The Guam Education Board sent President Matt Rector an Agreement to be signed upon implementing the extension of the Teachers’ contract, voted by the board on October 19, 2011.  The agreement proposes “to extend the former collective bargaining agreement in its entirety, except for Article 5B9 and 7B.”  President Rector responded to the board’s Chairman, Francis Santos, stating a number of reasons why this agreement cannot be signed and drafted an agreement that is both legal and in accordance with the Board’s motion. Read the Board's proposed agreement here
 
First, the proposed “Agreement” opposes to the motion passed by the Board on October 19, 2011: “to extend the current Board-union contract until August 1, 2012.”  The current contract includes Article 5B9 on instructional time and scheduling and Article 7B which covers Transfers and Reassignments.  However, with their agreement, they propose not to extend these sections.  This means that the Board, at any time, can transfer a teacher that has worked at JFK for 20 years to Southern High and vice versa.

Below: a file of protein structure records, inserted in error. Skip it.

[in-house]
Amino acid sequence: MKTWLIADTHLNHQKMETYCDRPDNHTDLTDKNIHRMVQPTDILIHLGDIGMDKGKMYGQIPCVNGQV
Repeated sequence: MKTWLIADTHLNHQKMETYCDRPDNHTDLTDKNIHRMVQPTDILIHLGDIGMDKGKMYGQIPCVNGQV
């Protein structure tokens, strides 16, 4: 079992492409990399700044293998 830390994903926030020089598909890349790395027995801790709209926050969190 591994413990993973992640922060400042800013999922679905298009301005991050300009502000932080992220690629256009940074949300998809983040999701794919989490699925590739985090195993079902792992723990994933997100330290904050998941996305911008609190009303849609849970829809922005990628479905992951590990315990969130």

Second, GFT is concerned that this is a new proposal and that this new agreement violates not only the promises made by the board but the law.  
 
Third, the proposed insertion of language that gives the GEB the authority to unilaterally change any of the provisions in the contract is contrary to the right of teachers granted by the legislature, the right to bargain collectively a mutually binding contract with respect to their working conditions.  Imagine if that was the way all of DOE’s contracts worked with Sodexo, Xerox, or Advance Management?  Would Sodexo continue to serve our children food if the Board could unilaterally decide that they also had to provide food for teachers, staff and management?
 
Fourth, teachers would much prefer to invest their time and energy in their students and working with DOE to improve the system, which is why they know how important their contract is, as opposed to having to spend their time and energy defending their rights.    
 
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